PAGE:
824 Transition of Research to Operations in GPS Radio Occultation: From COSMIC to COSMIC-II

Wednesday, 26 January 2011
Ying-Hwa Kuo, NCAR, Boulder, CO; and G. S. Chang, D. R. Ector, W. Schreriner, and P. Wilczynski

The atmospheric limb sounding technique making use of radio signals transmitted by the Global Position System (GPS) satellites has emerged as a powerful and relatively inexpensive approach for sounding the global atmosphere in all weather. The proof-of-concept GPS Meteorology (GPS/MET) mission (1995-1997) first demonstrated the potential of GPS radio occultation (RO) technique in atmospheric remote sensing. More recently, CHAMP and SAC-C missions (both launched in 2000) provided further evidence that the GPS radio occultation (RO) sounding data are of high precision, accuracy and vertical resolution. The launch of the joint U.S.-Taiwan COSMIC/FORMOSAT-3 (hereafter COSMIC) mission, a constellation of six microsatellites, marked the beginning of a new era of GPS atmospheric remote sensing. Since its launch in April 2006 COSMIC has been providing large number GPS RO soundings to support the research and operational communities. As of September 2010, COSMIC has taken 2.5 million neutral atmospheric RO soundings, and 2.6 million of ionospheric RO soundings, serving a total of 1400 users from 54 countries. On average, COSMIC provides 1,500 ~2,500 GPS RO soundings per day, uniformly distributed around the globe.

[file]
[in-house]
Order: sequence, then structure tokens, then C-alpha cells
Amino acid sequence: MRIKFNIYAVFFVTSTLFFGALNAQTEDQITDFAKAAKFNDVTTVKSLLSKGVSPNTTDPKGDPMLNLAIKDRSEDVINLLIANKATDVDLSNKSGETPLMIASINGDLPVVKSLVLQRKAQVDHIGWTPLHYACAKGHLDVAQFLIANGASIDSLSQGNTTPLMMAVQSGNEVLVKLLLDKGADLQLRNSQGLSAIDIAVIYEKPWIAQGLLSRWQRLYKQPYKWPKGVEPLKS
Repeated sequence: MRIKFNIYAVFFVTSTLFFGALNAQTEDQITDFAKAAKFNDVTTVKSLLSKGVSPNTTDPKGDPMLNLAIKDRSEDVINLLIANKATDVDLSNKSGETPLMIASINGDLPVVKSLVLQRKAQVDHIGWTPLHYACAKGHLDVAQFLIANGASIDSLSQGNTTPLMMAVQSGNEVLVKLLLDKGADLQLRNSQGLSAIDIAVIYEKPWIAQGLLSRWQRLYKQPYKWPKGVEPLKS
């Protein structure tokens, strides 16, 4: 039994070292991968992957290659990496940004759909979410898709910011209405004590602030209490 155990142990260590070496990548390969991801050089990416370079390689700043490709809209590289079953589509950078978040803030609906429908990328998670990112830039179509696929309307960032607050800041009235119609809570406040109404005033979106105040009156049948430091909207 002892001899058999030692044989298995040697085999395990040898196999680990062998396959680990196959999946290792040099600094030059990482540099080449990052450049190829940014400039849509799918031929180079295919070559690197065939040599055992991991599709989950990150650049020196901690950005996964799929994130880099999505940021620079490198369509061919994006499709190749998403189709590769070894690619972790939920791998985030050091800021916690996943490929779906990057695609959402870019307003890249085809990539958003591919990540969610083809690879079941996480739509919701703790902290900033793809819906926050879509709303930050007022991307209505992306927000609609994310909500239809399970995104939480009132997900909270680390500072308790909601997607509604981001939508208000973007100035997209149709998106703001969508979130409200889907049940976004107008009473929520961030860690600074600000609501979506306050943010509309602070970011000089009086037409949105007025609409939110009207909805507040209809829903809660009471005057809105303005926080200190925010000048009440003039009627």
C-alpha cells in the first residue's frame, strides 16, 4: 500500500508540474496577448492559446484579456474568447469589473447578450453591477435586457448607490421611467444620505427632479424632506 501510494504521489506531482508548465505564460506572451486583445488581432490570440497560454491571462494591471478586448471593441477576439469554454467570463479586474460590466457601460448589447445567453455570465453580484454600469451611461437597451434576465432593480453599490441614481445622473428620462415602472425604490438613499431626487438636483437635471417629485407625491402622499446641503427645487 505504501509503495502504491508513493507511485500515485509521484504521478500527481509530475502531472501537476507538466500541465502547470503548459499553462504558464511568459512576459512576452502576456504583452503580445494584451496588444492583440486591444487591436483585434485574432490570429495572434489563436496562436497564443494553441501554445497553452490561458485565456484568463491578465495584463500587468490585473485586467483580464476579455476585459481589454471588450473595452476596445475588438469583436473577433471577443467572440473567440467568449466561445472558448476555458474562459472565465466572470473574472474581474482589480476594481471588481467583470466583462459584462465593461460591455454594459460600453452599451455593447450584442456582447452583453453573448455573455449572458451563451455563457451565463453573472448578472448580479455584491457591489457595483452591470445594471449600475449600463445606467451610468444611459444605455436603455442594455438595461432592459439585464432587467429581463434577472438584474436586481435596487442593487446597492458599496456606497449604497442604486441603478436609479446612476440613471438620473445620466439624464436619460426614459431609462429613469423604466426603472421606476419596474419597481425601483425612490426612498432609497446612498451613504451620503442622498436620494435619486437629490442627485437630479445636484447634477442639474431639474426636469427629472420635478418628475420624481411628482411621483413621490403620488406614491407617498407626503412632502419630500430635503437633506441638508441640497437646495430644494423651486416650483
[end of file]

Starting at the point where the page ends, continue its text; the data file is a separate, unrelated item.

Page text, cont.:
COSMIC is a demonstration project, with 90% of the data available within 3 hr of observations. Several global operational centers, including ECMWF, NCEP, UKMO, Meteo France, and MSC, are assimilating COSMIC data for global weather prediction, and have all demonstrated significant positive impacts. The fundamental observables of GPS RO soundings are phase and amplitude of radio waves. They are not subject to instrument drifts or satellite-to-satellite biases. Therefore, they are one of the most stable measurements for climate monitoring. Recent analysis of COSMIC data processed by four different processing centers has provided further support on the stability of GPS RO data for climate monitoring. COSMIC satellites are expected to have a five-year mission life. Starting in 2011, we can anticipate gradual degradation of the constellation. Through collaboration between U.S. and Taiwan, NOAA and NSPO have started the process to develop a follow-on mission, known as COSMIC-II. The design of COSMIC-II calls for a 12-satellite constellation, each equipped with an advanced Tri-G receiver, capable of tracking radio signals from GPS, GALILEO, and GLONASS navigation systems. The first launch is expected in late 2014 to early 2015. COSMIC-II will be an operational mission, supporting weather, climate and space weather needs. In this presentation, we will highlight the key results from COSMIC, and discuss the design of COSMIC-II. We will also discuss issues related to transition from research to operations.

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